Margaret Jacob and Larry Stewart move this argument back two centuries, arguing that it was precisely the existence of a knowledge economy in the century and a half after Isaac Newton that made possible the huge technological and economic explosion that we now call the Industrial Revolution (or the "industrial revolution," for those less comfortable with the heroic label).

kolya abramsky writes:

The Underground Challenge:
Raw Materials, Energy, the World-Economy and Anti-Capitalism

Kolya Abramsky

[This review will appear shortly in Anarchist Perspectives.]

A review of:

Global Energy Shifts: Fostering Sustainability in a Turbulent Age
By Bruce Podobnik
(Temple University Press, Philadelphia. 2006),


Globalization and the Race for Resources
By Stephen Bunker and Paul Ciccantell
(John Hopkins University Press, Baltimore. 2005)

Global Energy Shifts: Fostering Sustainability in a Turbulent Age by Bruce Podobnik, and Globalization and the Race for Resources by Stephen Bunker and Paul Ciccantell are two incredibly timely, highly informed and analytically sharp analyses of both raw materials and energy, within a wider, and importantly, long-term analysis of the capitalist world-system as a whole and the conflicts, hierarchies and inequalities that are inherent to its functioning.

From the oil workers of Iraq, to the wood-fuelled kitchens of India, to the stranded in New Orleans, to Black communities of Colombia, to the gas fields of Bolivia, and the electricity consumers in Soweto, to the displaced millions of Narmada and Three Gorges, to the unregulated Chinese coal miners dying in explosions, to the Native Americans whose reproductive health is threatened by uranium extraction in Shoshone, to the iron mines of the Amazon. Increasingly, raw materials and energy are becoming important sites of conflict, and in all likelihood, such trends will continue to intensify in the near future. They are conflicts in which the artificialness and futility of attempting to separate analysis of local, regional, national and global dynamics from one another becomes glaringly obvious. Control of raw materials and energy is a crucial precondition to capitalist production and reproduction.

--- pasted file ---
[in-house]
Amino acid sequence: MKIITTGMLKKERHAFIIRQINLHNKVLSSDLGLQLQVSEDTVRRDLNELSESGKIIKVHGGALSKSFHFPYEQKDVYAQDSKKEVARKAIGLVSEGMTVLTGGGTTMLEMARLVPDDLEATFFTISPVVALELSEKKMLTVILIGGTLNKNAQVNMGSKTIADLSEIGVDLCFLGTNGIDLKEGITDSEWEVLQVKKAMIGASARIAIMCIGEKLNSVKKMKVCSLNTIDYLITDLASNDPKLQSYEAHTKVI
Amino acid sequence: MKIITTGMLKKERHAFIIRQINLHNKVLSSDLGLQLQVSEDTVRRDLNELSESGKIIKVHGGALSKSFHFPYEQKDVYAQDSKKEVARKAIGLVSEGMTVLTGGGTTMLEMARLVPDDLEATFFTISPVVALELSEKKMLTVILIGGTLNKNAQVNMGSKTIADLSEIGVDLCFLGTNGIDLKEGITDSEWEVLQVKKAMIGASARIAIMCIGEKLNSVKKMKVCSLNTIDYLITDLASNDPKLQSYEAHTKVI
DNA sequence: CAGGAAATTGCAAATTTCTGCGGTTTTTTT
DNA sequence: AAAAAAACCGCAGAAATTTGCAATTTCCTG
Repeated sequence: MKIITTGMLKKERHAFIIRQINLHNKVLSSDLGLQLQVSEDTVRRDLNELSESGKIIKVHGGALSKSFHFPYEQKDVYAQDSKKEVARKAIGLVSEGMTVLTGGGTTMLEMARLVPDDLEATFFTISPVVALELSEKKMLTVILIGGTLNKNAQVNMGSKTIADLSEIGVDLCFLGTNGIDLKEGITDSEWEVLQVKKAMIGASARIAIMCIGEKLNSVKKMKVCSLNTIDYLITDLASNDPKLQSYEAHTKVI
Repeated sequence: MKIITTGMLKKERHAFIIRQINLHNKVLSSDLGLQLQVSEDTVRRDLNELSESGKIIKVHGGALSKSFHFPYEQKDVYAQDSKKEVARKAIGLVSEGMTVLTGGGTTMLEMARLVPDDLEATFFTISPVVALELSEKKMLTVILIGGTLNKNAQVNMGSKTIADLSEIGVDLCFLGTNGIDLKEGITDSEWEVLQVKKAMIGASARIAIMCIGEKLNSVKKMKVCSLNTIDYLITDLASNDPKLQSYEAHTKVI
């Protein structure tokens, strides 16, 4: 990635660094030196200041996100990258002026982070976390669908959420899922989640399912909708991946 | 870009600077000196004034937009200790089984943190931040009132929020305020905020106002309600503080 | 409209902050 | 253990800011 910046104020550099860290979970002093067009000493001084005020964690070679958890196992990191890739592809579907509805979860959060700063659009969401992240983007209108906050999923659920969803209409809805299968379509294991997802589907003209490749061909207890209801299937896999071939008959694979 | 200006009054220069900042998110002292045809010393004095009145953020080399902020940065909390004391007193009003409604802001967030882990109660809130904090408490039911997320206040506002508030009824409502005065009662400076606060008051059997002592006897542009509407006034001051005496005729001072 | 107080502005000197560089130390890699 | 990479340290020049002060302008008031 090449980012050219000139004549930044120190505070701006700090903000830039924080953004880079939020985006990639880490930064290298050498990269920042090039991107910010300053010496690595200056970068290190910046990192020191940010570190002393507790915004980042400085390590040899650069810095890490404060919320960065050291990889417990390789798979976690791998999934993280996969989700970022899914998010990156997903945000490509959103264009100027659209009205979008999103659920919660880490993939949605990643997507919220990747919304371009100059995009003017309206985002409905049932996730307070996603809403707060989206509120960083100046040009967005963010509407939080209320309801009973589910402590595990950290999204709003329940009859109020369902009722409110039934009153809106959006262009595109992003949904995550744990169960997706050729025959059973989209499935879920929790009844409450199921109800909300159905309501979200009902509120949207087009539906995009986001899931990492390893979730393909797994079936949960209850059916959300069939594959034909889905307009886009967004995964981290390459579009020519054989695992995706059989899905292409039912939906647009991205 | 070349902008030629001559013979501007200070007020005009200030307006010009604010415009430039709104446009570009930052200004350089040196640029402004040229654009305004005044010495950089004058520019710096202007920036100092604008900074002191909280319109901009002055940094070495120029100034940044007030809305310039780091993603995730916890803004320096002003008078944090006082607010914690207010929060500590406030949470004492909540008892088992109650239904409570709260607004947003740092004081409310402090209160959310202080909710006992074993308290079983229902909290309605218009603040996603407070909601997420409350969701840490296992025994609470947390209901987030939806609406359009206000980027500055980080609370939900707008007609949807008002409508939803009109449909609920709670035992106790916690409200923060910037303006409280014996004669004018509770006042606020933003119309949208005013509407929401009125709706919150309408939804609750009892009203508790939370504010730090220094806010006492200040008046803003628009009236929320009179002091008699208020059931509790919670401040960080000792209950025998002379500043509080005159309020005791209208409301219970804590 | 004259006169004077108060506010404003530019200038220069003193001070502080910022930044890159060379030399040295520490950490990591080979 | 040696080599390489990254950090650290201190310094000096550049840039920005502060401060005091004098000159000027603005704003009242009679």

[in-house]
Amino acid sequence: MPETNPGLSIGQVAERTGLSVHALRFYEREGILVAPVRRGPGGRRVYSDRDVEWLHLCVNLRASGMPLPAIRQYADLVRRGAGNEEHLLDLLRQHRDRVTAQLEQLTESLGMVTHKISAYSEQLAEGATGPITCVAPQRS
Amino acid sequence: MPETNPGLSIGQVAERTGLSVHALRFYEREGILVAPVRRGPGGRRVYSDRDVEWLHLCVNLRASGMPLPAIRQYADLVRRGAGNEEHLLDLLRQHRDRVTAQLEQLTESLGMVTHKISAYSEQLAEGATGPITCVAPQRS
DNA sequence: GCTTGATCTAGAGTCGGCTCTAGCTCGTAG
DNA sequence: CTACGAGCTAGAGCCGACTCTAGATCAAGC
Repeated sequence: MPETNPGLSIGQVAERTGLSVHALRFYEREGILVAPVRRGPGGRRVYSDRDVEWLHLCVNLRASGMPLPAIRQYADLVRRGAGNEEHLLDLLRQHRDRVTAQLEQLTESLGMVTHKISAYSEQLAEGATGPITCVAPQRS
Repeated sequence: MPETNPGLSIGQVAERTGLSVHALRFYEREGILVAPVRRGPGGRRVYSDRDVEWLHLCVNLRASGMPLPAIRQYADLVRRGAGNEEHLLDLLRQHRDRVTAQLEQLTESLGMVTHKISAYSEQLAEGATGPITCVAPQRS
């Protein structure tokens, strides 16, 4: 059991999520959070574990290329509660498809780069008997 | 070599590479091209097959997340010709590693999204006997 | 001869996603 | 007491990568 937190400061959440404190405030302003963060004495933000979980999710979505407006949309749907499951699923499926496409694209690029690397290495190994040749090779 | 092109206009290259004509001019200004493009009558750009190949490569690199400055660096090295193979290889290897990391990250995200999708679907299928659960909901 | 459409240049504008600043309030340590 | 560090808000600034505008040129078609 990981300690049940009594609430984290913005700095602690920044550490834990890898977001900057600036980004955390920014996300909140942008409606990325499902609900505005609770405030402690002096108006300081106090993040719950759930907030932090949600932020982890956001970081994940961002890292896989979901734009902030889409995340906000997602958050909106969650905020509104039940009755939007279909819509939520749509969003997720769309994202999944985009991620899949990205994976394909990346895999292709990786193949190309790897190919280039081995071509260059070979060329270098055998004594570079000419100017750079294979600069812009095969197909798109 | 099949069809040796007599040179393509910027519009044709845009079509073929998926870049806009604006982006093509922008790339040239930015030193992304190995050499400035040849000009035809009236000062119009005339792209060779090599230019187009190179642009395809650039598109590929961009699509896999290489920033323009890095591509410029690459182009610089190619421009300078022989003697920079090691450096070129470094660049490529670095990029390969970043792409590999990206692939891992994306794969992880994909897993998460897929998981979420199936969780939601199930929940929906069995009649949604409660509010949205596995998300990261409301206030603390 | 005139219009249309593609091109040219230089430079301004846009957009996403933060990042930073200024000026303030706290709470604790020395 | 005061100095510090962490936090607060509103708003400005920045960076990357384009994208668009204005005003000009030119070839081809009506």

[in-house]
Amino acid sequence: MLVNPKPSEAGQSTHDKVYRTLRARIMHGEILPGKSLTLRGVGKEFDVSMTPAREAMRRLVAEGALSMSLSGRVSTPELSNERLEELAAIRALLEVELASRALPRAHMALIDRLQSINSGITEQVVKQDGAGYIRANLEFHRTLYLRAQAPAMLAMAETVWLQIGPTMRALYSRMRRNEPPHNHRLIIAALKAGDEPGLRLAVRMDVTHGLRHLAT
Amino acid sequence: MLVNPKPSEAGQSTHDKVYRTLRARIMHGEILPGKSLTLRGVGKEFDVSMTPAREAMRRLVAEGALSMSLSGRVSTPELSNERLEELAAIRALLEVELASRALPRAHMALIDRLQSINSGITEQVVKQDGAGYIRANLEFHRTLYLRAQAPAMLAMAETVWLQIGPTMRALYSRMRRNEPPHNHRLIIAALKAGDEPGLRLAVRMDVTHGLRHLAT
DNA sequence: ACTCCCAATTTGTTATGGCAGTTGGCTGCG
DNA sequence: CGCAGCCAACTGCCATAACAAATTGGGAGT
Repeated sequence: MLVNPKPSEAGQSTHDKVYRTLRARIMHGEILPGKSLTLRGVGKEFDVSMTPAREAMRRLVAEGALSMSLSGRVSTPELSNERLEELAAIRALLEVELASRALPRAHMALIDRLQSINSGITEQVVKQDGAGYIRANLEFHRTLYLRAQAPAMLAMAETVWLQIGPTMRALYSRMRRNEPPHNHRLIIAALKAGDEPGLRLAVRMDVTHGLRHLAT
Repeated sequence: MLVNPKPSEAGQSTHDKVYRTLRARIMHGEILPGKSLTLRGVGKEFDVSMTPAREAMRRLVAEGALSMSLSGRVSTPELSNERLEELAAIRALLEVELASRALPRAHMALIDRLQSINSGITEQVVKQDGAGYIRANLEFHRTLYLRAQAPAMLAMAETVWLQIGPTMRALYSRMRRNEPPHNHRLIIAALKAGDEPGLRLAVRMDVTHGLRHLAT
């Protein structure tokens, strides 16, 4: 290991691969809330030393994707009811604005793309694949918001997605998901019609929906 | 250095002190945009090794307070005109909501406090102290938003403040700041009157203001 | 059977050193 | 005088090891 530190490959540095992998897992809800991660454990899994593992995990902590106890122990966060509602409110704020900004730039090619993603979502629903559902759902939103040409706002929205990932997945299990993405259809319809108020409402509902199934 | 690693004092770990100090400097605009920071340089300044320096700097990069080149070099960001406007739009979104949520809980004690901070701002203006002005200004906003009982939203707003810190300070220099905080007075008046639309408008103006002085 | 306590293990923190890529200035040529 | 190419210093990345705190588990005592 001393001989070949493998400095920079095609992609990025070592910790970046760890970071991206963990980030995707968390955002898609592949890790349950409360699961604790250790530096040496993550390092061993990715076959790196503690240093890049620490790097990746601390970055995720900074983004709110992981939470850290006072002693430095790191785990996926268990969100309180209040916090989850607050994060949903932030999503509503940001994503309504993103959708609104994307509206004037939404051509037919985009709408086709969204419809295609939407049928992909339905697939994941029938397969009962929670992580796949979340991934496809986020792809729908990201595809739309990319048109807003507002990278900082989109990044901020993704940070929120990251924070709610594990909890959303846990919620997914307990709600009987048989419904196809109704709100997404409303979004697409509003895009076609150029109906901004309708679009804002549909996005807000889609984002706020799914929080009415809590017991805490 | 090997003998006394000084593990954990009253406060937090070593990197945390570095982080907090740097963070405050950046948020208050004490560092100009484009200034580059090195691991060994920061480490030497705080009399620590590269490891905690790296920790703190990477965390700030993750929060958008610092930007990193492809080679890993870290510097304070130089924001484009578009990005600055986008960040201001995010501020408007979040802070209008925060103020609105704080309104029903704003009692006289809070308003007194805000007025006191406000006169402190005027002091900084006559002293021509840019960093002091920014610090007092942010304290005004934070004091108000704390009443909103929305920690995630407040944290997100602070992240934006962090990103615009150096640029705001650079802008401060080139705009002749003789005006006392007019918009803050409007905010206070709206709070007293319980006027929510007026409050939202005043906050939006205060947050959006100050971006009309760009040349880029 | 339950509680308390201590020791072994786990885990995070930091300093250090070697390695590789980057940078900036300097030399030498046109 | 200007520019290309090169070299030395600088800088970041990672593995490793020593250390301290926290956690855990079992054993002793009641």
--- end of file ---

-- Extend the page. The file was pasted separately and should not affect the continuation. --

Orwell & the 70th Anniversary of the Spanish Civil War

Markin, IndyBay


George Orwell, Homage to Catalonia
Harcourt Brace Jovanovich, New York, 1952

I have been interested, as a pro-Republican partisan, in the Spanish Civil War since I was a teenager. Underlying my interests has always been a nagging question of how that struggle could have been won by the working class. The Spanish proletariat certainly was capable of both heroic action and the ability to create organizations that reflected its own class interests i.e. the worker militias and factory committees.